DISTRICT COURT OF APPEAL OF THE STATE OF FLORIDA by qwc99136

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									        DISTRICT COURT OF APPEAL OF THE STATE OF FLORIDA
                              FOURTH DISTRICT
                               July Term 2007

   STATE OF FLORIDA, DEPARTMENT OF HIGHWAY SAFETY AND
                     MOTOR VEHICLES,
                         Petitioner,

                                     v.

                           ELIZABETH CLARK,
                               Respondent.

                               No. 4D07-848

                           [September 12, 2007]

KLEIN, J.

   Clark’s driver’s license was suspended as a result of her refusal to
submit to a breath test after a traffic accident which occurred in October,
2005. Clark challenged the suspension on the ground that the officer
did not properly read her the statutory implied consent warnings;
however, the administrative hearing officer concluded that her license
was properly suspended. Clark then sought review in circuit court,
which reversed her license suspension, and the state now petitions for
certiorari review in this court. We deny the petition.

   Section 316.1932(1)(a)1.a., Florida Statutes (2006) provides that a
person who accepts the privilege of operating a motor vehicle in this state
is deemed to have consented to a breath test to determine alcohol in the
blood. The statute requires a law enforcement officer who reasonably
believes a driver is under the influence of alcohol to advise the driver that
a refusal to submit to a breath test will result in the suspension of the
driver’s license.      Other statutory provisions such as section
316.1932(1)(c) (medical condition precludes breath test) or section
316.1933(1) (impaired driver caused serious injury or death) authorize
blood withdrawal; however, they were not applicable in this case.

   Clark challenged her license suspension because the warning given
her by the officer erroneously informed her that her driving privileges
would be suspended if she refused to submit to a breath, blood or urine
test. Chu v. State, 521 So. 2d 330 (Fla. 4th DCA 1988) (statute does not
authorize officer to request blood test except under conditions described
in statute providing for blood test). State v. Slaney, 653 So. 2d 422 (Fla.
3d DCA 1995) (police were not authorized under the implied consent
statutes to advise defendant that, despite fact that no person was killed
or injured, he would lose driver’s license if he refused to consent to a
blood withdrawal). Citing Chu and Slaney, the circuit court reversed the
administrative order suspending Clark’s license, and the state seeks
review by certiorari.

    The primary argument advanced by the state is that Chu and Slaney
were criminal cases in which the issue was whether the test results of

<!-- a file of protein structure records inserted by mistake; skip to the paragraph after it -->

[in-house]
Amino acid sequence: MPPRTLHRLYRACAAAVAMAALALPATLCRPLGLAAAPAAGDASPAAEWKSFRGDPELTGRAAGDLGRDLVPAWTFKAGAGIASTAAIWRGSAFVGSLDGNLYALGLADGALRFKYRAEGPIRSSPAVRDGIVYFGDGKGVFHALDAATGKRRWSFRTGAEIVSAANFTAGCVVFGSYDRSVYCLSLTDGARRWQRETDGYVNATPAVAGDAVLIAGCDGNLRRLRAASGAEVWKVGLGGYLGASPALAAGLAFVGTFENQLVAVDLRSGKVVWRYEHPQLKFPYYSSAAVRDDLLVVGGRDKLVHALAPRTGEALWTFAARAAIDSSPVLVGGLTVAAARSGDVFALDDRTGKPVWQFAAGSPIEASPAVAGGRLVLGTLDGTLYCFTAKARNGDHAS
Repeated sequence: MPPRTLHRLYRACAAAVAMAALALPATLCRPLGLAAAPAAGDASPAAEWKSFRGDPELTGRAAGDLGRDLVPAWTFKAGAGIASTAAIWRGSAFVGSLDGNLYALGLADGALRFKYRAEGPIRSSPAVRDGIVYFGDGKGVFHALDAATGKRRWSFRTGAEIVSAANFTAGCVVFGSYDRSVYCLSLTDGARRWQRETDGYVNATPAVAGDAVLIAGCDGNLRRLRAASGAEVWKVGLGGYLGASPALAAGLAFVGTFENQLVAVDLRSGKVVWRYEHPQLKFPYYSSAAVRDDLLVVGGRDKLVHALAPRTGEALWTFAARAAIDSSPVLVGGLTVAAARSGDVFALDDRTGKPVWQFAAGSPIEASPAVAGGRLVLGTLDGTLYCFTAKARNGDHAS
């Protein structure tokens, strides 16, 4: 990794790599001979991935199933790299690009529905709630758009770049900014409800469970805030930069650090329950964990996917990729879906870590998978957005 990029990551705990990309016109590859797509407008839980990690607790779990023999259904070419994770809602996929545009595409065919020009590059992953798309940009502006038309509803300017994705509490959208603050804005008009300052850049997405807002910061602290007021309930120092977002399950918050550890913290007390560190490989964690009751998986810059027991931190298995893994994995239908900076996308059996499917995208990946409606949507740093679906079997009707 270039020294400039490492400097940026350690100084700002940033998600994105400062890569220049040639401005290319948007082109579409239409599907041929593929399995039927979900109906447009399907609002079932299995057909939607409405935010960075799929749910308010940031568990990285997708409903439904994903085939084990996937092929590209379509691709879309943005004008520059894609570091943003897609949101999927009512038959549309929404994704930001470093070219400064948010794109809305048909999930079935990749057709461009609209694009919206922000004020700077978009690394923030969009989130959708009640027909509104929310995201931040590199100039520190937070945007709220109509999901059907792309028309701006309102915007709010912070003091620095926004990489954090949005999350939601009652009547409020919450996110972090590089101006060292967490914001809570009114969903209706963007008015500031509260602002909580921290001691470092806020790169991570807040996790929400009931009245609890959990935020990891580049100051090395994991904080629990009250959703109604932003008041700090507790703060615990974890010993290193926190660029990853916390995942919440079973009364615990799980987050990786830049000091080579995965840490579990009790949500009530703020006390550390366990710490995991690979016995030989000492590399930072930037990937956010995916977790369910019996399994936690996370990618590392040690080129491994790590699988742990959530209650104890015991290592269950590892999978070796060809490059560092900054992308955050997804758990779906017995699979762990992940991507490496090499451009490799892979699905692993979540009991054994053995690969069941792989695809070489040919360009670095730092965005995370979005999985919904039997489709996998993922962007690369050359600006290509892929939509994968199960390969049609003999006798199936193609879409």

blood withdrawal should be suppressed. The state contends that, unlike
Chu and Slaney, this case involved an administrative proceeding, and
cites cases from other jurisdictions holding that the exclusionary rule
does not apply in administrative proceedings. See e.g. Nevers v. State,
Dept. of Admin., 123 P.3d 958 (Alaska 2005) (exclusionary rule for
unlawful search or seizure does not apply in administrative driver’s
license revocation hearing).

   The problem with the state’s argument is that in Chu and Slaney, as
well as the cases from other jurisdictions, the issue was whether the test
results of blood withdrawal were admissible in evidence. Unlike the
cases relied on by the state, in this case Clark did not consent to any
tests and there was no evidence, such as a test result, to suppress. The
exclusionary rule was not involved here.

   The state acknowledges, but attempts to minimize the error in the
warning given Clark in this case; however, the error may have misled
Clark into thinking that she would have to submit to a more invasive
test, the withdrawal of blood, than was authorized by the statute. We
accordingly conclude that the circuit court did not depart from the
essential requirements of law in holding that, where the officer’s warning
did not comply with the statute, Clark’s license could not be suspended
under the statute. The petition for certiorari is denied.

SHAHOOD, C.J., and TAYLOR, J., concur.

                           *         *        *

  Petition for writ of certiorari to the Circuit Court for the Seventeenth
Judicial Circuit, Broward County; Patti Englander Henning, Judge; L.T.
Case No. 06-2021 (03).

   Thomas C. Mielke, Miami, for petitioner.



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   Michael A. Catalano of Michael A. Catalano, P.A., Miami, for
respondent.

  Not final until disposition of timely filed motion for rehearing




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